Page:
This study analyses whether perceived sex ratios correlate with local sex ratios on municipality and county level in Germany. Thus, we seek to contribute to the understanding of potential mechanisms that regulate social consequences of sex ratio. Most studies to date used administrative data, lacking subjective assessments of partner market dynamics. We use data from the first seven waves (2008-2015) of the Panel Analysis of Intimate Relationships and Family Dynamics (pairfam), a longitudinal survey of partnership and family dynamics of three German birth cohorts (1971-73, 1981-83, 1991-93), offering individual-level and subjective partner dynamic data. Specifically, we use an indicator of perceived sex ratios answered by respondents who identified as heterosexual singles actively looking for a partner. In view of differential calculations of sex ratios in the literature, we test a variety of operationalisations: 3-, 4-, 6-, and 10-year age ranges with no, 1-year and 2-year age shifts between male and female cohorts. In addition, we also test variants of the adult sex ratio with age spans from 15 to 39 and from 15 to 49, respectively. Moreover, we use counties and equivalent city entities (Landkreise und Kreisfreie Städte) as well as municipalities (Gemeinden) as local partner market units. Our results show that local sex ratios and perceived sex ratios correlate very low with each other: Values of Spearman’s ρ fail to exceed .01 for any of the operationalisations of local sex ratios. Furthermore, results remain the same when using a categorized version of local sex ratios as female-skewed, (nearly) balanced, and male-skewed. What is more, results are the same for men and women.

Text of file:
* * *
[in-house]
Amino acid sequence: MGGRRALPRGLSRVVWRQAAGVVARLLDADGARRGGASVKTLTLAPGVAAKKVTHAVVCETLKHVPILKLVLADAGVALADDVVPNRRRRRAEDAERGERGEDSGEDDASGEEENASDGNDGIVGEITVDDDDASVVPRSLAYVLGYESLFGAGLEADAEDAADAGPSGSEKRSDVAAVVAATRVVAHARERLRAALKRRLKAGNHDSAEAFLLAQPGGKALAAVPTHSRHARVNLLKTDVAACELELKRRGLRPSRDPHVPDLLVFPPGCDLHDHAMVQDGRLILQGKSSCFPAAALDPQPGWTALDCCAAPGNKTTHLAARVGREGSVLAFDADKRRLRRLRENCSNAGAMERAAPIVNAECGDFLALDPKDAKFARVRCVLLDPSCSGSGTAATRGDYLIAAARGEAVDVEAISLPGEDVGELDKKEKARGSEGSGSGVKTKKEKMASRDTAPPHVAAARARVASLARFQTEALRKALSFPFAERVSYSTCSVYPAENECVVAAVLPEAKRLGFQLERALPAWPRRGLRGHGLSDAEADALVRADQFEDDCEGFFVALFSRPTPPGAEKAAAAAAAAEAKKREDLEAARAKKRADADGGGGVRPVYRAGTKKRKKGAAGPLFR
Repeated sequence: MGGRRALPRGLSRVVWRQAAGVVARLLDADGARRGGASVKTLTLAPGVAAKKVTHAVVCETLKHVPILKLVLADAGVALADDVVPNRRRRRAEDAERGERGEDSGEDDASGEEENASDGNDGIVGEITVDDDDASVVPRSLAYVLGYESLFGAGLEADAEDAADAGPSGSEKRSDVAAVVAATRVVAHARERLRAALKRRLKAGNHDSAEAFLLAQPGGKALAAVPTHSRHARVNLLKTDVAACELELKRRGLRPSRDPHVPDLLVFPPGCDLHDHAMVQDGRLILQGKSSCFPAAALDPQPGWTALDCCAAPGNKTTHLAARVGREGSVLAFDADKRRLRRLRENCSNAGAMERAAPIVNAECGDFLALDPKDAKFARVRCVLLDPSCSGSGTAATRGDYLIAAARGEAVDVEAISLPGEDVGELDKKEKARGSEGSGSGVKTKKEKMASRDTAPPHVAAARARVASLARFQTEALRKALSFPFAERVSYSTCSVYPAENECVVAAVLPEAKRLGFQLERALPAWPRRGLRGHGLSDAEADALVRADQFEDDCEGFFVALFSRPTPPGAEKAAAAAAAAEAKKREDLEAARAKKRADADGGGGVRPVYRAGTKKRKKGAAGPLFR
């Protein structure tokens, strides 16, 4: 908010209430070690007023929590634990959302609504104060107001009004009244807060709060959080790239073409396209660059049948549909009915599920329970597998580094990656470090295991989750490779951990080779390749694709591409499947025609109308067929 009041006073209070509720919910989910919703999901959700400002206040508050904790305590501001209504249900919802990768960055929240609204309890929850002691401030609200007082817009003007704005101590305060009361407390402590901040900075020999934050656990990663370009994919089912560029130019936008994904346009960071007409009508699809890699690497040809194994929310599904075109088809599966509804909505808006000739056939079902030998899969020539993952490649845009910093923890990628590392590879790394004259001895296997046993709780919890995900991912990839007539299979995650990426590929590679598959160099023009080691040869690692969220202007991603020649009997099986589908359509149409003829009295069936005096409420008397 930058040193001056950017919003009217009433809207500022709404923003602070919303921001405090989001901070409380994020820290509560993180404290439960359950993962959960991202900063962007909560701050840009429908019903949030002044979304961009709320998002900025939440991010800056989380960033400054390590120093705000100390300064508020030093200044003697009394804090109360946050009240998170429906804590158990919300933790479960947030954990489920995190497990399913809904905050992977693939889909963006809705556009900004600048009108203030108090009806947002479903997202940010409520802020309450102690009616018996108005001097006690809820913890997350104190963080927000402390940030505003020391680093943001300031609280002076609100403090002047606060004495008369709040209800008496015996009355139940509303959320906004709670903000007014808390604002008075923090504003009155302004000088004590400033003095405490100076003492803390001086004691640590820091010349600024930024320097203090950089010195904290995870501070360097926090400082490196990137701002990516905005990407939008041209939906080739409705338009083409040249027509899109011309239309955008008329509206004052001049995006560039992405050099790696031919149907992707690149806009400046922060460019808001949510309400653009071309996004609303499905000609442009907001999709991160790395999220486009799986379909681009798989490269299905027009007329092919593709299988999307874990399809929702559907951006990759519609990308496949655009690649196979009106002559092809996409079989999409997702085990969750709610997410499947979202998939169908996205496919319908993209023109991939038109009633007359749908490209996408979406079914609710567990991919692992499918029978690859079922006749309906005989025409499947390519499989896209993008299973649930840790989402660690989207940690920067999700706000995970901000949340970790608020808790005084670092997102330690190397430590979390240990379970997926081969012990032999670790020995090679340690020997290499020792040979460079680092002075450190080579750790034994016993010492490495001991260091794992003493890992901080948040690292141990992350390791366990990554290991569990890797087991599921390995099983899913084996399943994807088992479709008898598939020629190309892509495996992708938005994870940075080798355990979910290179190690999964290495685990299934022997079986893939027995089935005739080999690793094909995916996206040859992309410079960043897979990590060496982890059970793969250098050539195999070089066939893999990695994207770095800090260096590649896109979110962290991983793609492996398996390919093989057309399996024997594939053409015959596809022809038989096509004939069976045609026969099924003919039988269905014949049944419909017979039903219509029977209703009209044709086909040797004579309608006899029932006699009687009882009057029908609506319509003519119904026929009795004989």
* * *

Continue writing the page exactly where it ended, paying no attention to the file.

This finding is corroborated by a multi-level discrete time event history analysis of transitions into relationships. Controlling for age, age-squared, education, employment status, enrolment status, relationship experience, eastern locality, and parenthood, we find that favourable subjective sex ratios are significantly associated with a higher likelihood of transition into a relationship. Local sex ratios however only proved to be significant for women’s transitions only. Consistent with our prior finding, both sex ratio measure’s estimates are invariant against adding/dropping the other from the model.

In sum, our findings suggest that local and subjective sex ratio are independent of one another. Consequently, sex ratio effects on behavioural outcomes are rather unlikely to be due to conscious strategy adjustments. Subjective partner availability and local sex ratios appear to be separate factors, questioning stated mechanisms of sex ratio effects on behavioural outcomes via optimizing choices. Instead, local sex ratios may affect relationship formation via processes not observed by individuals.

Dyson, Tim. 2012. “Causes and Consequences of Skewed Sex Ratios.” Annual Review of Sociology 38(1):443–61.

Guttentag, Marcia and Paul F. Secord. 1983. Too Many Women? The Sex Ratio Question. Beverly Hills, CA: SAGE.

Schacht, Ryan, Karen L. Kramer, Tamás Székely, and Peter M. Kappeler, eds. 2017. “Adult Sex Ratios and Reproductive Strategies: A Critical Re-Examination of Sex Differences in Human and Animal Societies [Theme Issue].” Phil. Trans. R. Soc. B 372(1729).

Stone, Emily A. 2017. “Do Women Compete for Mates When Men Are Scarce?” Pp. 249–64 in The Oxford Handbook of Women and Competition, edited by M. L. Fisher. New York: Oxford University Press.

Presented in Session 1235: Posters